Hunter Valley trip

On the spur of the moment, my wife and I decide to take an overnight driving trip to the Hunter Valley, 100km north of Sydney. We left on Monday, 29 December, and drove up the quick way, using the freeway until the Cessnock turnoff, where we cut inland to the valley. We stopped for lunch at Tatler winery, which has a cafe that serves tapas-like lunches. We had some duck liver pate with lots of trimmings, and goat’s cheese tarts, which was plenty for two people to share.

Goat's cheese tarts

We drove around various places, stopping at Handmade in the Hunter markets at Kevin Sobel’s winery, browsing around the stalls there. I bought some chilli sauce from the Hot Chilli Woman.

Hot Chilli Woman!

Then we went to the Ogishi Craft Centre to see some of the hand-blown glass art there. Setsuko Ogishi herself was looking after the shop, and we chatted with her a bit about glass blowing and bought a small glass bowl. We did a wine tasting at De Iuliis winery and bought a couple of bottles of wine there.

After things closed, we went to our accommodation at Shakey Tables and the Hunter Country Lodge. We’ve eaten at the restaurant here before and enjoyed it a lot, so this time we decided to stay on site, so we wouldn’t have to drive after eating dinner and drinking wine. The site has its own vineyards, as well as a small pond backing onto some eucalyptus forest, and it very picturesque.

Pond with lilies

The dinner was fantastic. We split an entree of mushroom vol-au-vent with stuffed zucchini flower. Then I had the beef bourguignon pie with herb crusted bone marrow, while M. had potato dumplings with fried cauliflower and asparagus. For dessert I had a chocolate caramel bombe, and M. tried the cheese plate. We also had some glasses of their own wine, and M/ liked the rosé and the Pinot noir so much we bought bottles the next morning when checking out.

After the continental breakfast though we took a brief stroll down to the pond and the grape vines. The day was already warming up and quite hot at 9:30 am. There were ripening grapes on the vines, turning from green to purple. We had a chat with the owner and he said the grapes we were looking at were Pinot noir, and they didn’t grow much bigger than the size of a large pea – definitely not as big as table grapes for eating. He said the sugar content hadn’t started increasing yet, so they were still a few weeks away from harvesting.

Pinot noir

Walking across the field, we noticed tracks cutting across the grass, where something had obviously been walking a lot. When we got close, we realised the tracks through the grass had been made by ants! There were thousands of ants scurrying back and forth along the tracks, causing enough impact on the grass growth to make obvious bare dirt tracks!

After checking out we went to the Matilda Bay Brewhouse (previously the Bluetongue Brewery) to pick up some bottles of locally made beer. There was also a dessert cafe there, and some of the things looked marvellous, so we sat and had a morning tea of chocolate cups – mine with salted peanuts, and M’s with caramel. Across the road was the Binnorie Dairy cheese shop. We tasted some marinated goat’s feta, and some other cheeses. It was a very hot day, and the lady said many of the cheeses wouldn’t do well in a hot car all day without being in a cooler with ice, but the marinated feta would be okay as it was stored in oil. We bought a small cooler bag and a jar of the feta to take home.

Next we went to Butterflies Gallery to look at some of the artwork. And then to Oakvale Winery right next door, which had a sign out the front advertising apple and pear ciders. After tasting both ciders and also some of the wines, we bought a couple of bottles of the pear cider. The next stop was the Hunter Distillery, where we sampled some of the spirits, including gin, blackberry schnapps, mango liqueur, and (for M.) coffee liqueur. Rather than give you small wine glasses to taste from, the samples here came in test tubes!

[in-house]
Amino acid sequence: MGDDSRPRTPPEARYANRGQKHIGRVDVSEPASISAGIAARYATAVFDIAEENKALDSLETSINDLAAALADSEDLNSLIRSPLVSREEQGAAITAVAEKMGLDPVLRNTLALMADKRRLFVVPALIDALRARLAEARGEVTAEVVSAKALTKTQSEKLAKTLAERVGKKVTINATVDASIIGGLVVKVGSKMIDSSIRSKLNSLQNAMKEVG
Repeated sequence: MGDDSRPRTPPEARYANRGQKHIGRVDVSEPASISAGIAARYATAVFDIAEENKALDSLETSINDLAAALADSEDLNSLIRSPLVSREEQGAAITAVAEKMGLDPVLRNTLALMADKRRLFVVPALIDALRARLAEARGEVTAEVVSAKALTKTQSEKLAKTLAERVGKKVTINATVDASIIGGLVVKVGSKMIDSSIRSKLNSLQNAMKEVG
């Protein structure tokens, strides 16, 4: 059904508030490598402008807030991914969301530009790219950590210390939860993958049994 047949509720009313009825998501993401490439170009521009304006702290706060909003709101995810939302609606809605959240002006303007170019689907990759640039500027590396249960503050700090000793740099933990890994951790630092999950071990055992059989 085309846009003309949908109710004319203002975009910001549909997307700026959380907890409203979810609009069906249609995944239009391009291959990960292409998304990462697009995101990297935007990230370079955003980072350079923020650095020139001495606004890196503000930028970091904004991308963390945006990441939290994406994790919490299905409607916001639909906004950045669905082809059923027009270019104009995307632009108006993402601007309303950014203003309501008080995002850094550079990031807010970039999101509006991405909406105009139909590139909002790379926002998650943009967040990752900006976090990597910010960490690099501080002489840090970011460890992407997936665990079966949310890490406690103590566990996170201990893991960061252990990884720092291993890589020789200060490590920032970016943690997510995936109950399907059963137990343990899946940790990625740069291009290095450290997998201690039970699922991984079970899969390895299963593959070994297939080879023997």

By now we were hungry for lunch, so we went to the Hunter Valley Cheese Company, where we did a cheese tasting, and then ordered a cheese platter for lunch. We selected the brie, cheddar, and an aged goat’s cheese from their range, and it came with crackers, baguette slices, and fruit paste. It made a nice lunch, sitting in the shade of the veranda outside the cheese factory display rooms where we could see washed rind cheeses maturing inside the refrigerated room.


Our last stop was McLeish Estate winery, where we have been many times (as we know the nephew of the owner). This winery was awarded many major prizes for its 2007 Semillon, including first prize in the London International wine show, marking it as one of the best wines in the world. I said I wanted to buy a bottle, and the woman behind the counter offered a taste from an opened bottle (normally they don’t offer free tastings of this vintage). I tried it and my immediate reaction as the wine hit my tongue was “Oh my goodness!” It was truly amazing – crisp and sharp with citrusy flavours and lots of other wonderful things all happening at once – truly a bright and happy party in the mouth. I’ve only had this immediate “Oh wow!” reaction to a wine two or three times before (one was tasting the Art Series Chardonnay from Leeuwin Estate in Western Australia – another one I remember vividly). Anyway, a bottle of this wine is expensive, but I don’t regret buying it for a second. We also bought a few other bottles of various wines here, loaded up the car, then began the drive home.

We stopped briefly in Wollombi to get a coffee for M. While waiting for it, I got some gelato from the general store – mango and pomegranate flavours, which were really good in the very hot heat of the day. We drove straight home from there, getting in about 5pm.

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